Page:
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Uncertainty in Current Climate Outlook
USAgNet - 09/19/2016

Climate outlooks for the remainder of the fall season turned less certain this week, as the likelihood of La Nina has been reduced, explained Laura Edwards, Acting State Climatologist and SDSU Extension Climate Field Specialist.

"As of September 8, 2016 NOAA's (National Oceanic Atmospheric Administration's) Climate Prediction Center removed their La Nina Watch status, and are now favoring Neutral conditions," Edwards said.

She explained that El Nino and La Nina are generally the best long-term forecast indicators for the late fall and winter season. "For the last several months, computer models and forecasters had been projecting a weak La Nina to affect our climate in North America this winter, following the strong El Nino from earlier this year. With the status removed, it makes climate predicting a little less certain," Edwards said.

Neutral conditions means sea surface temperatures in the equatorial region of the Pacific Ocean, and other atmosphere and ocean indicators, are near the long-term average.

La Nina is when ocean waters are cooler than average in the eastern equatorial Pacific Ocean, with sustained temperatures of just under 1 degree Fahrenheit cooler than average for three consecutive months.

The climate outlook for October and the season ahead was issued by NOAA's Climate Prediction Center on September 15, 2016.

Edwards said this update continues to show warmer than average temperatures favored in South Dakota for the month ahead. "This outlook is given with a little less certainty than we had seen in previous outlooks," she said.

The precipitation outlook for October is also less clear for the state, as it is in a region that has equal probability of being wetter, drier or near average for the month.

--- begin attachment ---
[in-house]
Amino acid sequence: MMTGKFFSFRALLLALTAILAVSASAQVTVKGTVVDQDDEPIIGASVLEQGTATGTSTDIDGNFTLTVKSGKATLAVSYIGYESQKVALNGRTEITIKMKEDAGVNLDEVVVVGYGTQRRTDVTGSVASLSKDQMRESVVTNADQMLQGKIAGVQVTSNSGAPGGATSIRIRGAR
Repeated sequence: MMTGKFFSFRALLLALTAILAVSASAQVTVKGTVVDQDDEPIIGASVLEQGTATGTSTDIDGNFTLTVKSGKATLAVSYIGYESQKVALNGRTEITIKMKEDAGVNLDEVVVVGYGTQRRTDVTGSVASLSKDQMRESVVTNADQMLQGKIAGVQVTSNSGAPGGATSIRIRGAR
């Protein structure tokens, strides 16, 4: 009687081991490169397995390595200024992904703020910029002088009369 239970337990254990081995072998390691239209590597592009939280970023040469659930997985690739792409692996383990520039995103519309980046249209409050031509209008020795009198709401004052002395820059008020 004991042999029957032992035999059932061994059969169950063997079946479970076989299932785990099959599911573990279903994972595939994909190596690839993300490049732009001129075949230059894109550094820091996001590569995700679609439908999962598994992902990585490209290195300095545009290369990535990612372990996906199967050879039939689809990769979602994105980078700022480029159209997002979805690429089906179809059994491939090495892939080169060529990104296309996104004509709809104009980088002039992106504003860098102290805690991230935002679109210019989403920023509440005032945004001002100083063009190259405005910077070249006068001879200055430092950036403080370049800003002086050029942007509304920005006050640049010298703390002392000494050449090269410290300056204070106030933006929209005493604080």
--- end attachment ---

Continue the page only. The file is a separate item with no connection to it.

"This could be good news for eastern region farmers who are looking for some warm and dry, or even near average rainfall, conditions to help dry down corn and soybeans for harvest," Edwards said.

She added that the outlook could be less ideal news for western and central region growers, who are looking for some rainfall to help start winter wheat this fall.

"Despite some much-needed rainfall in August, many areas could still benefit from additional moisture to recover from the significant drought that took hold this summer," she said. "Fall moisture could also help with pasture and forage conditions, and set the stage for the early spring."

Looking further ahead, Edwards said according to the Climate Prediction Center, the rest of the year could continue to be warmer than average.

"This has been a consistent feature of 2016, as the year so far has been warmer than average for South Dakota," she said.

Precipitation for the rest of the year has become more uncertain, partly due to the reduced probability of La Nina that generally affects the Northern Rockies and can spill over into the western Dakotas.

"South Dakota now sits just east of an area that is still favored to be wetter than average, with no clear signals for precipitation in our area," she said.

Since La Nina has become less likely than neutral conditions, Edwards explained that for the rest of the fall and winter season ahead, climatologists will be looking at a handful of other atmospheric and oceanic patterns.

"There are other patterns that can affect us, both from the Pacific and Atlantic Oceans, and how they drive the jet stream in the winter season," she said.

This winter, climate forecasters will likely be looking closer at some shorter term changes in the climate, on the timescales of three to four weeks to a couple of months.

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